But then he ended it by saying, “…And whoo-ee, I crapped in my pants…  And that’s how I figured out why everything smelled like shit.”

rear gunner
A WWII period photo of rear gunner and the twin .30 caliber machine guns.


I never asked him what happened to that Zero…or if they successfully dropped their bomb…or what happened to that Navy pilot.

But one thing is for sure.  I would have liked to have seen Justin Bieber in that back seat behind those twin .30s.

I’m sure his voice would get even higher…permanently…and would have needed a diaper change.

Real men don’t wear diapers.  Jack sure as hell didn’t.  He just shit in his pants and wasn’t ashamed to admit it.


I enjoyed our chat today, Jack.

And I’ll be sure to drive the Mustang next time so you can hear it.

Miss you.

28 thoughts on “Old Man Jack-ism #6 – The Zero”

  1. Koji, I enjoy reading your stories, especially the old man jack stories. There are not many heroes left in this world, but when I read these and know how he has touched your life and the appreciation and respect you have for him it inspires me. You are a hero to me for keeping jacks mark on this world alive. Keep doing what you do my friend, you are good at it!

  2. Hi Koji,

    Good to revisit Jack’s grave and remember him. Grand story and pictures there, thanks for sharing.

    Dec 23 was the anniversary of my Dad’s death. December was a strange month for him – born on the 18th, married on the 19th, died on the 23rd, first son birn on the 24th. Bit like Solomon Grundy.

    By the way, the old shipmate of my Dad whom I met in January of this year died a couple of months ago. Not many WWII veterans left now.

    Hope you and your family have a good Christmas break Koji. Best wishes for 2014.


    1. Yes, Ian, I recalled your father’s passing – the same day as Old Man Jack. I don’t know if your website shows it but I visited your site yesterday (the 23rd here in Southern California). It was good to see your father’s picture once again as well as that wonderfully retouched picture on board.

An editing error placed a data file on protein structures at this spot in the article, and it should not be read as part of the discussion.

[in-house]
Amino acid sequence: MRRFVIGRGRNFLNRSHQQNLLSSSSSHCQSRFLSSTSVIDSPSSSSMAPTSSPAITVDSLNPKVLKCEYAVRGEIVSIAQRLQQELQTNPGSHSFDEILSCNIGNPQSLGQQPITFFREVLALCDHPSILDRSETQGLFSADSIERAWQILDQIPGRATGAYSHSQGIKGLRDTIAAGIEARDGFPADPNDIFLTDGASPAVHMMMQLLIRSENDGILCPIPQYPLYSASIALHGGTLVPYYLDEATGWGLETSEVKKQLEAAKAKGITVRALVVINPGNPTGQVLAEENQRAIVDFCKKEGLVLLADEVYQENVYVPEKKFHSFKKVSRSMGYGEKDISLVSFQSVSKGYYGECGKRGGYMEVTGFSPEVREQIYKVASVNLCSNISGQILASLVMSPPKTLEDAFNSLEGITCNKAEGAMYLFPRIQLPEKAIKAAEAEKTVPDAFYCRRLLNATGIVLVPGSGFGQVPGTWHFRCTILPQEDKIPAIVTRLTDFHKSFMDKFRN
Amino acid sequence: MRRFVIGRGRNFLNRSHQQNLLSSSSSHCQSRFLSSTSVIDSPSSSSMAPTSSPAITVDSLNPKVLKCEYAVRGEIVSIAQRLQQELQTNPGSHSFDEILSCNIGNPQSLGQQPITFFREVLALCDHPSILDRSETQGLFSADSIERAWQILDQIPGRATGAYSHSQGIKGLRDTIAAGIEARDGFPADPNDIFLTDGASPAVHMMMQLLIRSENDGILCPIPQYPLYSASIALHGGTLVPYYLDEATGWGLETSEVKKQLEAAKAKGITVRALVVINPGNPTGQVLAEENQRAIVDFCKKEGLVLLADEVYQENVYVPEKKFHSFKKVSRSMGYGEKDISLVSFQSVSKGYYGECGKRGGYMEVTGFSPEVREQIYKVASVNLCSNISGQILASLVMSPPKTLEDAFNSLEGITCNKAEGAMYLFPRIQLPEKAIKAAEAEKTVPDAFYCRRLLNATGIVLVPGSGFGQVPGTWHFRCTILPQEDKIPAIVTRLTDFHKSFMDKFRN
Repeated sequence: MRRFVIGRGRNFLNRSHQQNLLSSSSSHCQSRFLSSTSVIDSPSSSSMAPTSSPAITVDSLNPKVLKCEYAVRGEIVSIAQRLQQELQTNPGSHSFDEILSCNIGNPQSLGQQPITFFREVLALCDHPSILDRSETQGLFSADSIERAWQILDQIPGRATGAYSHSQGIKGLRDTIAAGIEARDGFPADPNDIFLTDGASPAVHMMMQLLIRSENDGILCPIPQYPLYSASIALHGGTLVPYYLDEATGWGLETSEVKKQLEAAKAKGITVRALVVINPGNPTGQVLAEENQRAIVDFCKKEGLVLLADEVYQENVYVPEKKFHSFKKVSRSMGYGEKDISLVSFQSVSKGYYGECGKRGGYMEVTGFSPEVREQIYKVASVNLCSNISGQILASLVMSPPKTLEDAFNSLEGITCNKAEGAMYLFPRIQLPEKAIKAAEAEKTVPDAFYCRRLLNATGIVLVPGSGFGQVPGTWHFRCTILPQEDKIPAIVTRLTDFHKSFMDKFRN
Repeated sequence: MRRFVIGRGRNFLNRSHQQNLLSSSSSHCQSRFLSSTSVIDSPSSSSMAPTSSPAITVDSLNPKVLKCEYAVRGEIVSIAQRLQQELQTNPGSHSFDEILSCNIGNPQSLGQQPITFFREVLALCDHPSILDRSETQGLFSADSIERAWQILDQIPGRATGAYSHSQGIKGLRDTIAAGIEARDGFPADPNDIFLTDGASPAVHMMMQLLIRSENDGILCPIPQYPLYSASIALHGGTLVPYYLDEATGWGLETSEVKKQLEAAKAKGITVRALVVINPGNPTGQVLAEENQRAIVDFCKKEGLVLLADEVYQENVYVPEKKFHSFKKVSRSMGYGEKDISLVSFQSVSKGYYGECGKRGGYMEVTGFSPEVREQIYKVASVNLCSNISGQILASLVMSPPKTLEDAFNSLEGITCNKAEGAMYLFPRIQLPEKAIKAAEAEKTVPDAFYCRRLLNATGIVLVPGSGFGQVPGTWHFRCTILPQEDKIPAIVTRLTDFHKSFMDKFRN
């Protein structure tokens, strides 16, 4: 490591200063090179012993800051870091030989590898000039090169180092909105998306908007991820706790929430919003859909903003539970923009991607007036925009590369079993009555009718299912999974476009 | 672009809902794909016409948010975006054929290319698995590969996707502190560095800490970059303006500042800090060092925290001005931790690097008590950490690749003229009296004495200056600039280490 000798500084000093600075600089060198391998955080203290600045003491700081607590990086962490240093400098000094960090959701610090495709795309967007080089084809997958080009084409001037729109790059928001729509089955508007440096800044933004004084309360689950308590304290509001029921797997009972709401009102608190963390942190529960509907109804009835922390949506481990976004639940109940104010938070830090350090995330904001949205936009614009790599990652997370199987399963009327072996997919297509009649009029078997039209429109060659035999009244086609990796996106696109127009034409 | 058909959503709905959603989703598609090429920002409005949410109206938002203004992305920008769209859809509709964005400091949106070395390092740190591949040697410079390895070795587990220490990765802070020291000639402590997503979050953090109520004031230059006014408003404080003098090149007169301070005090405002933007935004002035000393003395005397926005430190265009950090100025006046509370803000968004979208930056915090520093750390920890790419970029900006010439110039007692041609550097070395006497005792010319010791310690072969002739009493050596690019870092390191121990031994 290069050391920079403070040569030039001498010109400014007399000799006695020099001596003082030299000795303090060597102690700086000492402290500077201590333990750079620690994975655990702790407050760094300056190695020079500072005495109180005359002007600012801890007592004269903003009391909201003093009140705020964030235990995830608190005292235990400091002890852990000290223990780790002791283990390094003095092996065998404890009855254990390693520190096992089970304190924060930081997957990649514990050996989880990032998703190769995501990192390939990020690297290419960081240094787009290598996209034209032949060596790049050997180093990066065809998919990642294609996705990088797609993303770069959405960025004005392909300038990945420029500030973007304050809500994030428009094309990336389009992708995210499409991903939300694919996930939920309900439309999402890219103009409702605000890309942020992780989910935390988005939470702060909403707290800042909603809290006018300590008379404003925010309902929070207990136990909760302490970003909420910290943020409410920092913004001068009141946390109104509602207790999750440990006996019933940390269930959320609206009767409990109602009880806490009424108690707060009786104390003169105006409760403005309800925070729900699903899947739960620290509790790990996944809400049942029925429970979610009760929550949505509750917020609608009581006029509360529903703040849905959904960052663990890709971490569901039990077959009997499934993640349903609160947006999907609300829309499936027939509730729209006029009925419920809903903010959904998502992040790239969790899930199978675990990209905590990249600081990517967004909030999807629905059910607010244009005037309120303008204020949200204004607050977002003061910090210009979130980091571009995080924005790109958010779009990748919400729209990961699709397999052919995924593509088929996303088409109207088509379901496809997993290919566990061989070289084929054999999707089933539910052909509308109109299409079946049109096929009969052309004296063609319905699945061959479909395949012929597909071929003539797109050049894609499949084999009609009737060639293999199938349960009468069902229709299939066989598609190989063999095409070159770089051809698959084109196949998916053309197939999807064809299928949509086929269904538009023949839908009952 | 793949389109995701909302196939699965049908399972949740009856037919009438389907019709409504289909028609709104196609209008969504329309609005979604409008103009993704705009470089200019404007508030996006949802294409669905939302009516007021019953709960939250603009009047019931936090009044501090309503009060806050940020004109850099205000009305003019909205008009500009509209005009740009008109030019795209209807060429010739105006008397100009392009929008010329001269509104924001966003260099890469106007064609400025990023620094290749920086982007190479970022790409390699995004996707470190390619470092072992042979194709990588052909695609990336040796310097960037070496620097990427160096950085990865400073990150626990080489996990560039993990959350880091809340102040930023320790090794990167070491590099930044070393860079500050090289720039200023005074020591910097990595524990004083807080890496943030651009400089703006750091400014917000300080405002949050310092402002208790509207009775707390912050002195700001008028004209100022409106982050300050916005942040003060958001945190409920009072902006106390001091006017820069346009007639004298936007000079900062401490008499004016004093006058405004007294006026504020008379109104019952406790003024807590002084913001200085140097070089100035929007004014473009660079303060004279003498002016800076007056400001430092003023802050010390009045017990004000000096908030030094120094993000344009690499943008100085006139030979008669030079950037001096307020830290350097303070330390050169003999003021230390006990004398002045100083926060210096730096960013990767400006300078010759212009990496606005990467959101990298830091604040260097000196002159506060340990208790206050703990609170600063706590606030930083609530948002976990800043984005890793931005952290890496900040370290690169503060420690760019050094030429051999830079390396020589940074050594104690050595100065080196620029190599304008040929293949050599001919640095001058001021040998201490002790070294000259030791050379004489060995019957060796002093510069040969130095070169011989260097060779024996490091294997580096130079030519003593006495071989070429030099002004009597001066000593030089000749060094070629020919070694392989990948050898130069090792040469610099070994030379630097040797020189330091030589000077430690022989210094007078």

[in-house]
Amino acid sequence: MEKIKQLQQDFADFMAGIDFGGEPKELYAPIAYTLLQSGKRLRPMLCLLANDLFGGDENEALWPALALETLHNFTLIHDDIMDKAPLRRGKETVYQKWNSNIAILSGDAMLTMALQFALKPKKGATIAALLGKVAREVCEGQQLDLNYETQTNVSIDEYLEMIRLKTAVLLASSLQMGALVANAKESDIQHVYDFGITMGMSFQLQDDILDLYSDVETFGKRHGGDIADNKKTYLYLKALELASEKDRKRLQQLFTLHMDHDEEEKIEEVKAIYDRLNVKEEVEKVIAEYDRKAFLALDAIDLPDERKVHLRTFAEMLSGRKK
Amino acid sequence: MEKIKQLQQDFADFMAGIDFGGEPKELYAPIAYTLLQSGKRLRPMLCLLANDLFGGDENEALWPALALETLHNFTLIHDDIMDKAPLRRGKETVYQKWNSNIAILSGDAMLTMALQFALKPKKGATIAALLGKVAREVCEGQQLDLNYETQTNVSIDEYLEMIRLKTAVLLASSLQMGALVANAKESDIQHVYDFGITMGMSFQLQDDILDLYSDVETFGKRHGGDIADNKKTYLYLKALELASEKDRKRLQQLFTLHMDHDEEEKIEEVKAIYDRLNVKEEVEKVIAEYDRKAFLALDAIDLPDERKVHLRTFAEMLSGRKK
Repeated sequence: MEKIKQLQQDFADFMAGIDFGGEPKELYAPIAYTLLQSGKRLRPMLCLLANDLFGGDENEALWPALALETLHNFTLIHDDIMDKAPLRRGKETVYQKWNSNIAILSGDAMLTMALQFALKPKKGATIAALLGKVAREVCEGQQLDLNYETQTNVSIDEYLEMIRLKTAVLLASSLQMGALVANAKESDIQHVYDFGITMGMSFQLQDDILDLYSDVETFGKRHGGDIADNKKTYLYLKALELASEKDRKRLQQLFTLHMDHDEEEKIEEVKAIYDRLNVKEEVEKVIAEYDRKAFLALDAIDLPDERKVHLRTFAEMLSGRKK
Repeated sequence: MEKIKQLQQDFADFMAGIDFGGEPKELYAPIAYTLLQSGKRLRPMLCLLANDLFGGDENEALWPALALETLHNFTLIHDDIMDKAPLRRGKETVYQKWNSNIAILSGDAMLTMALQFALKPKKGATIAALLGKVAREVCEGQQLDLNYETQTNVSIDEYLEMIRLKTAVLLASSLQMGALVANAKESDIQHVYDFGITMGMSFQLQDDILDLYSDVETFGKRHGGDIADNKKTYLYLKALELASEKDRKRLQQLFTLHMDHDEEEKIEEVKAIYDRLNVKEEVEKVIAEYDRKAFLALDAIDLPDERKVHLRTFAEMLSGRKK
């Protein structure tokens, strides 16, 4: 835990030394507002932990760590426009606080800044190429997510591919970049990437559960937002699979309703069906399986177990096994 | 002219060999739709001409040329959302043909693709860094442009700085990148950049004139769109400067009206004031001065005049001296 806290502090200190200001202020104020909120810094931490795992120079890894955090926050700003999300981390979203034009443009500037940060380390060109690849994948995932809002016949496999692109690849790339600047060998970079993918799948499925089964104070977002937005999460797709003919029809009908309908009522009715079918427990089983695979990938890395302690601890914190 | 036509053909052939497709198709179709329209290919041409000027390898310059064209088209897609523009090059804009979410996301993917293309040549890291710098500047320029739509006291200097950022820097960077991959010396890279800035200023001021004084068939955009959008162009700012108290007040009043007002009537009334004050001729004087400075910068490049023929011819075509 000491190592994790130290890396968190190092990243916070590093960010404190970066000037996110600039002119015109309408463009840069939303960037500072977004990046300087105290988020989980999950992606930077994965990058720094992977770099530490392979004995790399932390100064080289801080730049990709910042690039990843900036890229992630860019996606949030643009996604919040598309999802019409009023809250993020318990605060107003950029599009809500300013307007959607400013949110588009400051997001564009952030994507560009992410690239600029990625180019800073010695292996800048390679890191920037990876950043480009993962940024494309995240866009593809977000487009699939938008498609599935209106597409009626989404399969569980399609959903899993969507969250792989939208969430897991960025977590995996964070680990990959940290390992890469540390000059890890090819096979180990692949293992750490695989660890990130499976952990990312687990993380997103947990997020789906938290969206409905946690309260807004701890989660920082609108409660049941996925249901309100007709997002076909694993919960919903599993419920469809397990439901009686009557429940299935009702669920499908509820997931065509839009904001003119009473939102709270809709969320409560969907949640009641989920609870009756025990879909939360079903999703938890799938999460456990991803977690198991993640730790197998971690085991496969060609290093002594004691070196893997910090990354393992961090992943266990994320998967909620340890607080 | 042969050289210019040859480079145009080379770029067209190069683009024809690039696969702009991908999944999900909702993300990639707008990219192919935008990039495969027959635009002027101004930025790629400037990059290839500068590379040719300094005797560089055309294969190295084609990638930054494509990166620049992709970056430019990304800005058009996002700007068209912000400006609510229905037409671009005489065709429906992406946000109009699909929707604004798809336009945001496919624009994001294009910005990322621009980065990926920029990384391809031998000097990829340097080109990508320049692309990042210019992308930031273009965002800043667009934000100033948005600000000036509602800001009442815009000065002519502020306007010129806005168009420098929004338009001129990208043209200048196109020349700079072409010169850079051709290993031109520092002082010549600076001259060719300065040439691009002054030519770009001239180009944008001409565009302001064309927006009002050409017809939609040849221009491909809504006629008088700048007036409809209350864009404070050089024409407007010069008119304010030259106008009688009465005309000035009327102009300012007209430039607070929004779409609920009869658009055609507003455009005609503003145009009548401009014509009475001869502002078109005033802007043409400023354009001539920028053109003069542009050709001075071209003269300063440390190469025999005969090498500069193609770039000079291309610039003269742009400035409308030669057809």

All the WWII vets and their wives have now passed in my neighborhood, including Marge Johnson whose Marine husband died a few months after Jack. We will never see their likes again, Ian.

      Merry Christmas to you and your wife as well!

  3. When you write about Old Man Jack, Koji, I am always reminded of my Father-in-Laws stories about flying over the Hump into China during WWII. There is a certain romance that goes with the stories, even though we know they also reflect the horrors of war. Thanks for your tales. Somewhere, Old Man Jack is smiling, happy to be remembered. Happy Holidays. Curt and Peggy

    1. Yes, I remember your father-in-law flew (dangerously) over The Hump in CBI…and your son is a Marine chopper pilot, yes? And you are so right in mentioning “romance” and “horror” at the same time.

      I wish you could have talked with Old Man Jack…and see that boyish grin yourself… Merry Christmas, Curt…and Peggy!